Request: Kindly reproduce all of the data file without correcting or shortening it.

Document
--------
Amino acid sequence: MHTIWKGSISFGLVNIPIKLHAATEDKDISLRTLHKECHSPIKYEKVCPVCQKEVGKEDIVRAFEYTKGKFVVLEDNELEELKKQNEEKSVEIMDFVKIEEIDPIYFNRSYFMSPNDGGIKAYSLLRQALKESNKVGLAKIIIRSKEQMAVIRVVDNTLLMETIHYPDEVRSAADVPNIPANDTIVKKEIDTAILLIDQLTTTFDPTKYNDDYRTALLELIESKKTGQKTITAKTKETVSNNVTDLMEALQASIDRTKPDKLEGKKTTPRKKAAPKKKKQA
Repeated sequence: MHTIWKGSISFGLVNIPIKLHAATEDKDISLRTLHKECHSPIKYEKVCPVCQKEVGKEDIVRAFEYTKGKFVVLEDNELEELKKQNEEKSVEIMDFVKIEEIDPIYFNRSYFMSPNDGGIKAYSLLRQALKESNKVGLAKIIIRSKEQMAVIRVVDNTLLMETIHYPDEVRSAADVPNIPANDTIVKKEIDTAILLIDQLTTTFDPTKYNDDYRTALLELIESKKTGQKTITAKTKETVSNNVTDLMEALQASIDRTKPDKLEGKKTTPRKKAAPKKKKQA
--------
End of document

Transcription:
Amino acid sequence: MHTIWKGSISFGLVNIPIKLHAATEDKDISLRTLHKECHSPIKYEKVCPVCQKEVGKEDIVRAFEYTKGKFVVLEDNELEELKKQNEEKSVEIMDFVKIEEIDPIYFNRSYFMSPNDGGIKAYSLLRQALKESNKVGLAKIIIRSKEQMAVIRVVDNTLLMETIHYPDEVRSAADVPNIPANDTIVKKEIDTAILLIDQLTTTFDPTKYNDDYRTALLELIESKKTGQKTITAKTKETVSNNVTDLMEALQASIDRTKPDKLEGKKTTPRKKAAPKKKKQA
Repeated sequence: MHTIWKGSISFGLVNIPIKLHAATEDKDISLRTLHKECHSPIKYEKVCPVCQKEVGKEDIVRAFEYTKGKFVVLEDNELEELKKQNEEKSVEIMDFVKIEEIDPIYFNRSYFMSPNDGGIKAYSLLRQALKESNKVGLAKIIIRSKEQMAVIRVVDNTLLMETIHYPDEVRSAADVPNIPANDTIVKKEIDTAILLIDQLTTTFDPTKYNDDYRTALLELIESKKTGQKTITAKTKETVSNNVTDLMEALQASIDRTKPDKLEGKKTTPRKKAAPKKKKQA